Natural Alchemy of Religious Opinion
Fishes and Amphibians
by C.C. Zain, Elbert Benjamine February 1925



Issued under the auspices of the Brotherhood of Light.
Serial No. 128 Course XII--D.
Box 1525, Los Angeles, Calif. February 1925.
Natural Alchemy of Religious Opinion
Part IV. Fishes and Amphibians
by C.C. Zain


Before taking up the development of still higher life-forms, it will repay us to glance at the mutual dependence of plants and Insects.

Plants in general found it of great advantage to reproduce by means of seeds instead of by spores; and they found it a further marked advantage when the male element from one flower could find its way to the female element of another flower and thus prevent inbreeding. Consequently, the plants, in their own subconscious, but nevertheless intelligent, way, sought how this vitally important cross-fertilization might be accomplished.

The first expedient was to use the wind and water to carry the fine grains of pollen, which contain the male sexual element, to adjoining or distant flowers. To insure pollination in this hit or miss manner, however, requires great quantities of pollen; for much is sure to be wasted. Therefore, as insects were in the habit of visiting the plants, which they used for food, the expedient was gradually adopted of using the, insects to carry the pollen from one flower to another.

The problem then arose of making sure that insects would come to the flower. This was solved by secreting a substance, such as the nectar found in most flowers, that would serve the insect especially wall for food. Next the problem arose of attracting the insect from a distance. This was accomplished by coloring the flower, or by giving it a pleasing odor, that might be noticed_ by the insect at a distance. The color of a flower, and its odor (unless this is offensive and used for protection) have been developed for a single purpose and no other-- to act as advertisements that -a banquet awaits the particular insect best suited to affect its cross-fertilization. These advertising banners have been subject to a special evolution. Thus, the most primitive color for a flower, aside from the original green, is yellow. Later, plants developed red blossoms, and finally, as the very latest color scheme, and one that is recognized farther than the others, the blue and violet colors have been evolved. In some way, although not exactly in the way we discern colors, but perhaps by perceiving decrees of brilliancy, insects are able to distinguish the blossoms of their favorite flowers at long distances.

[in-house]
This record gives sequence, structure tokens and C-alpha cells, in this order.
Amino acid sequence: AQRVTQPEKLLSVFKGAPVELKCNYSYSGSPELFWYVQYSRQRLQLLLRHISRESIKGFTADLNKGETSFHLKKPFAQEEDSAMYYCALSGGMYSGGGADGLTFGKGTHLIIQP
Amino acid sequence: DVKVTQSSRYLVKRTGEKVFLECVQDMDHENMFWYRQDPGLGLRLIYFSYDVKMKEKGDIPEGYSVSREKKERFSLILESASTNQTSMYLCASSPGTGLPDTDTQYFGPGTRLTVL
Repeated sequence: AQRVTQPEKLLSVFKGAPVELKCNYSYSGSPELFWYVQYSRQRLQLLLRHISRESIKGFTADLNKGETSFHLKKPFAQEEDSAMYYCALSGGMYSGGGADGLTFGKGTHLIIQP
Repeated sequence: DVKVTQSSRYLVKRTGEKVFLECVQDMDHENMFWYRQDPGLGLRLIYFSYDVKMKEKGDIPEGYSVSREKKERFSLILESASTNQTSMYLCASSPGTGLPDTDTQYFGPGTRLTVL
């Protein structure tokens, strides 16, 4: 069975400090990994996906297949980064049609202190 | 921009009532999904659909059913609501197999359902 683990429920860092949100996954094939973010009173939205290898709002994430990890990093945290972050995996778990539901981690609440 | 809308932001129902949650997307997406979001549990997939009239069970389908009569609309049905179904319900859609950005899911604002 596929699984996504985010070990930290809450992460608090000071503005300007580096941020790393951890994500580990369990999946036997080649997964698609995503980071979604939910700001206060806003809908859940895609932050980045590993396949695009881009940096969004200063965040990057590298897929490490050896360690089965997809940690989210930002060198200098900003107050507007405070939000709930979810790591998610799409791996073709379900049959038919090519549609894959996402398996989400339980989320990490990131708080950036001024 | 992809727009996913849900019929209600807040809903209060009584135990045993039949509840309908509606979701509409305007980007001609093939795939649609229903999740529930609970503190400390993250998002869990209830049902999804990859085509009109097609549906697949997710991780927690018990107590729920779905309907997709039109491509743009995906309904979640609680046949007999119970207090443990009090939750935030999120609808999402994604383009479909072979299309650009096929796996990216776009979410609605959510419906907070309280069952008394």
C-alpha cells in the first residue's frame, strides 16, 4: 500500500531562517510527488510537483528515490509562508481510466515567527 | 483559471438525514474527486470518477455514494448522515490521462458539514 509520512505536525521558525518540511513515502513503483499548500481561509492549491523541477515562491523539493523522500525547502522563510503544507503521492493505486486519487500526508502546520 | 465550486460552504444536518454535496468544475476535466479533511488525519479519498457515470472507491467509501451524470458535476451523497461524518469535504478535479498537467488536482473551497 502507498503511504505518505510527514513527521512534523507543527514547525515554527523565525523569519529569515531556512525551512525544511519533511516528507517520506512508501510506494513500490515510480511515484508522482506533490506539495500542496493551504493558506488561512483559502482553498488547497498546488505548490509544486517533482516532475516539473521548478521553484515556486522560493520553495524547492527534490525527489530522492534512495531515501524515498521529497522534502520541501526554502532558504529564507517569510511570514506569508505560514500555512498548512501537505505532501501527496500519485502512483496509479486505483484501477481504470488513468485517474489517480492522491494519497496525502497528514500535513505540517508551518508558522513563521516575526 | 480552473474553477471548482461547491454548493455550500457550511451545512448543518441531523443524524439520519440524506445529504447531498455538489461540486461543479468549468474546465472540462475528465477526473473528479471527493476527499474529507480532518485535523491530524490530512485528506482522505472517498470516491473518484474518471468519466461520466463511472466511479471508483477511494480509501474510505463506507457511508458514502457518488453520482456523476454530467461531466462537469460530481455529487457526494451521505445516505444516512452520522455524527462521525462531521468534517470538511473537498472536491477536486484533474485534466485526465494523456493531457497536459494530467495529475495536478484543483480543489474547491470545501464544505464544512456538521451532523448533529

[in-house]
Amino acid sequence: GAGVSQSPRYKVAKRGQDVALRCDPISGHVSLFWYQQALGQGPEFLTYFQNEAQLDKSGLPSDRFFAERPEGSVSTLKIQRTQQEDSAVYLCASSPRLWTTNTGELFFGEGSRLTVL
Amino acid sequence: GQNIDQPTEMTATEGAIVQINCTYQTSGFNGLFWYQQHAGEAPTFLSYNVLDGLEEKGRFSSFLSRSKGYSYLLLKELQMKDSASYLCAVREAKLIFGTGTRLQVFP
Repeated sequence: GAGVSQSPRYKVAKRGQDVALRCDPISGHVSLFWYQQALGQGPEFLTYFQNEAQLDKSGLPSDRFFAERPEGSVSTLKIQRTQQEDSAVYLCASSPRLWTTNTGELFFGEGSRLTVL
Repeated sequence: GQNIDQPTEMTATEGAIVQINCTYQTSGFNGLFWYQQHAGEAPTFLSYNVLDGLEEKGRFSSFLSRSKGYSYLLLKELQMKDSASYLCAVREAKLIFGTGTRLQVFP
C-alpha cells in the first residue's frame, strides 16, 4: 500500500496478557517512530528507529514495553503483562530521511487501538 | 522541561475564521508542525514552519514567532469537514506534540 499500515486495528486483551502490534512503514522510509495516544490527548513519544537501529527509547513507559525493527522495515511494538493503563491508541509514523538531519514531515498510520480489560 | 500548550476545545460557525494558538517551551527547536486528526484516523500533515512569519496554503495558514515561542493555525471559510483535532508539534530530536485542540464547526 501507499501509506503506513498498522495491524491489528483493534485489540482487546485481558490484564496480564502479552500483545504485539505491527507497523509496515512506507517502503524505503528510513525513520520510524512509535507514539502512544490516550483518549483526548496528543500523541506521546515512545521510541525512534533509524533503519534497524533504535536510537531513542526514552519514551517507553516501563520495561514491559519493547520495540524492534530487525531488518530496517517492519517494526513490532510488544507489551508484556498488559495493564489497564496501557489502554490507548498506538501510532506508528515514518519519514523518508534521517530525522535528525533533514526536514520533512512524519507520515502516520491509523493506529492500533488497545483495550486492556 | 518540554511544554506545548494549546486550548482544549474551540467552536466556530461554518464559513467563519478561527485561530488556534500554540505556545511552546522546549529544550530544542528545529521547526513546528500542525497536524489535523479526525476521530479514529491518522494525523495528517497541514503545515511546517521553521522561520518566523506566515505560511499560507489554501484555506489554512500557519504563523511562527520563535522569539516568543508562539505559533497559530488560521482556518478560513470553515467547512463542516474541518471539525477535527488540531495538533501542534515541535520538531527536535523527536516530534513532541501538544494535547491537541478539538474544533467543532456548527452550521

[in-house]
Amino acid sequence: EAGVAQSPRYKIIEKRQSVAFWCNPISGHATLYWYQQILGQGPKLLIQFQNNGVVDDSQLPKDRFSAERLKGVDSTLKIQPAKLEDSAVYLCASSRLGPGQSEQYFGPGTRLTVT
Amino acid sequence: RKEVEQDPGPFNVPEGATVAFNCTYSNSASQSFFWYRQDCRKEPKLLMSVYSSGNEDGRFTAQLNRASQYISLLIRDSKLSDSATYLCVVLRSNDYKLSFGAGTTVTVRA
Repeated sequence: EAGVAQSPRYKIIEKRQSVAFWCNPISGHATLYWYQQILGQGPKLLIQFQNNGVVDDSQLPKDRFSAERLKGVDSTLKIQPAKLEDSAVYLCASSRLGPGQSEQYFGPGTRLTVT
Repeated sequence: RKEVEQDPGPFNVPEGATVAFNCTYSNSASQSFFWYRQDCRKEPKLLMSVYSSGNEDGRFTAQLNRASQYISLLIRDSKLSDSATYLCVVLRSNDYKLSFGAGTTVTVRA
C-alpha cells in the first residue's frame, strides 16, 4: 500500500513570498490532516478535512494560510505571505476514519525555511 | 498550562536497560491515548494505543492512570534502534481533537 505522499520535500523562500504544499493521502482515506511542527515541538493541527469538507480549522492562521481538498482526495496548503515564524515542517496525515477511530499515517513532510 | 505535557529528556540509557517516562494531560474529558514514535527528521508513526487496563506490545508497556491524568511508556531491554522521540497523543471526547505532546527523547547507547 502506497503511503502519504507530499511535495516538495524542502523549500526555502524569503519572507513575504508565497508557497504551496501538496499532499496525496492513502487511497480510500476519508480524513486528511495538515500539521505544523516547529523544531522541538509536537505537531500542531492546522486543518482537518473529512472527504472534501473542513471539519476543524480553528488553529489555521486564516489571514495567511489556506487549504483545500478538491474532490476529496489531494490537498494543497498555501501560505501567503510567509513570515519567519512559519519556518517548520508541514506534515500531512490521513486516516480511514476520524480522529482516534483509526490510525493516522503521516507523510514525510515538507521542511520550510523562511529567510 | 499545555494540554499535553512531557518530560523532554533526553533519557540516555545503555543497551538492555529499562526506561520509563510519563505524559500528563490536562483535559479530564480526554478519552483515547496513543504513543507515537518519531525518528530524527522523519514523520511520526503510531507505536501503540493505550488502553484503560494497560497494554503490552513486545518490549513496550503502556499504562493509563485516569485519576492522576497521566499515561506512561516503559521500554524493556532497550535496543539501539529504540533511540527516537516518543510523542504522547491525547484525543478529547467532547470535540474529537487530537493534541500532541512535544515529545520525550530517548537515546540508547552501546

With the problem of attracting insects solved, the next step was to make absolutely certain that the insect securing the repast of nectar should pay for its meal by being dusted with pollen. Gradually an infinite number of cunning devices, in the form of' different shaped corollas, were evolved. 'lowers that originally had numerous petals, an numerous pistils and stamens, securing fertilization in some few by shear numbers, reduced the number of parts in favor of some shape that would permit the insect to enter, but which also insured that it carried away pollen. All the innumerable forms of our bright-colored flowers; tubes with little landing platforms, hoods, sheathes, and what-not; have been evolved in response to the plant's intense desire to compel the insect upon which it depends for cross-pollination, to carry pollen from the male portion of one flower to the female portion of another flower.

All those plants then, that have Small greenish inconspicuous flowers, like the grasses, depend upon the wind for pollination. The bright ones invariably depend upon insects or birds. Nevertheless, some, that in the past depended on insects, have now devised an unusually fine light pollen which is produced in enormous quantities. et the time of bloom the air for miles around is full of this minute pollen dust. These plants, of which the goldenrod is a typical example, are finding this now method even superior to depending on insects. They are, therefore, abandoning the use of insects, and are returning to the use of the wind, being now in the state of transition.

The problem of dusting an insect with pollen solved, the next thing was to make sure that the pollen would be deposited not on the female part of the same flower, on the female part of some other flower of the same species. This object is attained in many unique ways. For instance, the little filaments, or stalks, of the stamens of the cornflower, when touched, contract and draw instantly down over the stigma: or female party protecting it; yet at the same time exposing the pollen on the anther to the insect that has touched it, The diplacus, or monkey flower, common on our California hills, has a stigma of two flat lobes that snap together tightly when touched. The stigma is placed so prominently that an insect visiting the flower is sure to touch it when alighting. It snaps shut on the pollen dusted from the startled insect, and the insect then guts covered with the pollen from the anthers of this flower with no danger that any of it will find its way into its own stigma.